Created by award-winning flute pedagogue, Kathy Blocki, the Kinderflute method [also referred to as the Blocki Flute Method] is designed to teach students to love music and learn to play the flute - but that is only the beginning. Through learning to listen, finger, produce a beautiful tone, read music, compose, and creatively express themselves; students are firing areas of the brain to make learning in all areas more productive. Kinderflute group lessons are carefully planned to maximize learning potential. Movement and games are a major component in the group classes so that students maintain a keen sense of alertness. Many of the tenets of the classes are based on recent research in neurogenesis and learning potential. Source:
The Kodály method, also referred to as the Kodály concept, is an approach to music education developed in Hungary during the mid-twentieth century by Zoltán Kodály. The Kodály method uses a child-developmental approach to sequence, introducing skills according to the capabilities of the child. New concepts are introduced beginning with what is easiest for the child and progressing to the more difficult. Children are first introduced to musical concepts through experiences such as listening, singing, or movement. It is only after the child becomes familiar with a concept that he or she learns how to notate it, similar to methods like Suzuki. Concepts are constantly reviewed and reinforced through games, movement, songs, and exercises. Source:
Music for Young Children’s [MYC] curriculum was created to build and sustain a wide and firm foundation in music education, appreciation and performance for young children. Students not only learn how to play the piano and read music, but are also taught the other important elements that help create a solid, educated and well-balanced musician. All MYC levels incorporate singing, listening and ear training, movement, keyboard, rhythm ensembles and dictation, and composition into their curriculum. Within all of these elements, and all concepts taught using all four learning styles (visual, analytical, tactile and auditory) are engaged and used to ensure that each child is able to received, and understand, to their best ability, everything that is being taught. Source:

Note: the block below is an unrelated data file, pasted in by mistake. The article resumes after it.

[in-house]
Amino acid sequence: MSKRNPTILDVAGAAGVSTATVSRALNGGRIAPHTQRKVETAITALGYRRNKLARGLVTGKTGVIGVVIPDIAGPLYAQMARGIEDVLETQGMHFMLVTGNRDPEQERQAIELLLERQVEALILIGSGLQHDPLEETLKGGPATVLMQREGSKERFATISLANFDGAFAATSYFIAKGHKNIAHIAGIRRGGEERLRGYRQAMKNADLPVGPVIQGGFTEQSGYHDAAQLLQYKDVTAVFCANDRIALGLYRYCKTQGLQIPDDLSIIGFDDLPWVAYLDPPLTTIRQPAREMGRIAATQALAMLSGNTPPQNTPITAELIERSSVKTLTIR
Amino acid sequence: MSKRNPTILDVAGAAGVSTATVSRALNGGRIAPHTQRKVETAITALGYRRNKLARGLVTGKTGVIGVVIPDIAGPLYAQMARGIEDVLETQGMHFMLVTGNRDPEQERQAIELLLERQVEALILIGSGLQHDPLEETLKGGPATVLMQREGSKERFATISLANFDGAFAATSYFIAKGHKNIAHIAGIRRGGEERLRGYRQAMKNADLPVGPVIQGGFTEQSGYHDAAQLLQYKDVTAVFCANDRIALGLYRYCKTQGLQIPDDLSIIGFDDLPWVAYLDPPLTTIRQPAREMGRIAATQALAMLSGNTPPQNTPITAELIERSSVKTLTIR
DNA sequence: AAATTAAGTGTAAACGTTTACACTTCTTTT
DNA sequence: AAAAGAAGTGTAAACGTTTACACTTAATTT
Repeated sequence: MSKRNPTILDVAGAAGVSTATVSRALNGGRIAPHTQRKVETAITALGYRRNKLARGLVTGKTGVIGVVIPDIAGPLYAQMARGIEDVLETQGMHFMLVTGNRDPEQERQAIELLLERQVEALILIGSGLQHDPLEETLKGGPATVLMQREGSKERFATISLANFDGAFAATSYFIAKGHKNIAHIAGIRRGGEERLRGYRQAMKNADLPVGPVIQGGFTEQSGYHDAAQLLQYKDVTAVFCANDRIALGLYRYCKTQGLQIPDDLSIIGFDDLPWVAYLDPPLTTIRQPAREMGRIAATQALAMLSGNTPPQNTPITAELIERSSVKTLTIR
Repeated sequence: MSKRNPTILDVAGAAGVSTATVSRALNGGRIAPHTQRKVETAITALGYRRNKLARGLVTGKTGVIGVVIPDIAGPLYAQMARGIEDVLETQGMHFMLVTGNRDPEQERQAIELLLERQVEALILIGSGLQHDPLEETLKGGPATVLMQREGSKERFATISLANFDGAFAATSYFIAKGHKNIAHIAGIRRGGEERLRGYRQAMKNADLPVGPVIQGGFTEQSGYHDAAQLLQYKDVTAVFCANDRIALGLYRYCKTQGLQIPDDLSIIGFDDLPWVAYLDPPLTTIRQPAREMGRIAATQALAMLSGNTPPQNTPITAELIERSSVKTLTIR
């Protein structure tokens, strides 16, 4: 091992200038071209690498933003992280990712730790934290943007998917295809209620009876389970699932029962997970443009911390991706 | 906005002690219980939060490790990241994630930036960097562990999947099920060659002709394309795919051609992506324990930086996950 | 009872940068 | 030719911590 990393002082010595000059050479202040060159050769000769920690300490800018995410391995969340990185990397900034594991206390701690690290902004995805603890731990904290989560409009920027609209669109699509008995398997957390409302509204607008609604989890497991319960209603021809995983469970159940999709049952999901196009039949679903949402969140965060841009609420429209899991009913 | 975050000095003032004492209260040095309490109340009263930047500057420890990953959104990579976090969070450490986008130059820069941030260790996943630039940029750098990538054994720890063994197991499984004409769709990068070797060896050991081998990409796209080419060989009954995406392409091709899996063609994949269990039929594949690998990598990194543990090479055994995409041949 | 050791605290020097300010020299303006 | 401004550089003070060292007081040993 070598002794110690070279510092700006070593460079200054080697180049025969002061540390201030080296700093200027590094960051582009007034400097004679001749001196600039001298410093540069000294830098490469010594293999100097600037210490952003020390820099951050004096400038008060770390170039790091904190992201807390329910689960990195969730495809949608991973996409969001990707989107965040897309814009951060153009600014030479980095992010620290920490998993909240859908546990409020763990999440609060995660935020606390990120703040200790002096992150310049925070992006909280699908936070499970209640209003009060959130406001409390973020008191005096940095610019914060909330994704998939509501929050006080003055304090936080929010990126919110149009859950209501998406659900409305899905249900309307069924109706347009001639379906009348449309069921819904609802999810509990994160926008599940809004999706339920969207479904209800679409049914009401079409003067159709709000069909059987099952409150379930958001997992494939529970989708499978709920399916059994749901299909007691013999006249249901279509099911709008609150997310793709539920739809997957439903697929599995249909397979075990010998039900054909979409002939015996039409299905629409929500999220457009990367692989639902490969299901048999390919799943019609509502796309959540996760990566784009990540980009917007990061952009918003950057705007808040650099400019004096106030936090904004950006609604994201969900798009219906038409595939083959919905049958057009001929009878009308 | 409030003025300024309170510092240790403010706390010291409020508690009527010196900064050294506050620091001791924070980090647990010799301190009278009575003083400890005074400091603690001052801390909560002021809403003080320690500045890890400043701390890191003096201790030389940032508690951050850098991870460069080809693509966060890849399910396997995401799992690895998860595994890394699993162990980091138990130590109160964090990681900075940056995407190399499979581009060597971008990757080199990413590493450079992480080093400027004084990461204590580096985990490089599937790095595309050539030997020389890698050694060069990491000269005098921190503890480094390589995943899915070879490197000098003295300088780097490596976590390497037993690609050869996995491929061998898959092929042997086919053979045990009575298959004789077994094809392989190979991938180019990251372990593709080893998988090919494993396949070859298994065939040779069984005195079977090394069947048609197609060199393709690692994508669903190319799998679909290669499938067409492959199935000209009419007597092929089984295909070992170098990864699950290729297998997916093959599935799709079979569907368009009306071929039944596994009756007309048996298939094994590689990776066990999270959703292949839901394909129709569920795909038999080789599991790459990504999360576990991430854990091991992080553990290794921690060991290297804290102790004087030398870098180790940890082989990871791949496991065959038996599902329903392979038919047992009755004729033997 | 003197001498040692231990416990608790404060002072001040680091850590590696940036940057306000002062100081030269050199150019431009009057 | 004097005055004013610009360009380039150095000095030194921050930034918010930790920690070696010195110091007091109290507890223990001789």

The Orff approach to Music Education is holistic, experiential and process oriented. It is for all children, not just the most musically or intellectually gifted and encompasses aural, visual, and kinesthetic learners. The Orff approach taps the very essence of our beings. Children learn through doing, exploring and improvising. They are active participants in an integrated, guided process, one which allows for differing musical abilities. In the Orff approach, all children are included. The Orff philosophy combines the elements of speech, rhythm, movement, dance, and song. And at the heart of all this is improvisation - the instinct children have to create their own melodies, to explore their imaginations. Source:
More than fifty years ago, Japanese violinist Dr. Shinichi Suzuki realized the implications of the fact that children the world over learn to speak their native language with ease. He began to apply the basic principles of language acquisition to the learning of music, and called his method the mother-tongue approach. The ideas of parent responsibility, loving encouragement, constant repetition, etc., are some of the special features of the Suzuki approach. Dr. Suzuki based his approach on the belief that “Musical ability is not an inborn talent but an ability which can be developed. Any child who is properly trained can develop musical ability, just as all children develop the ability to speak their mother tongue. The potential of every child is unlimited.” Source: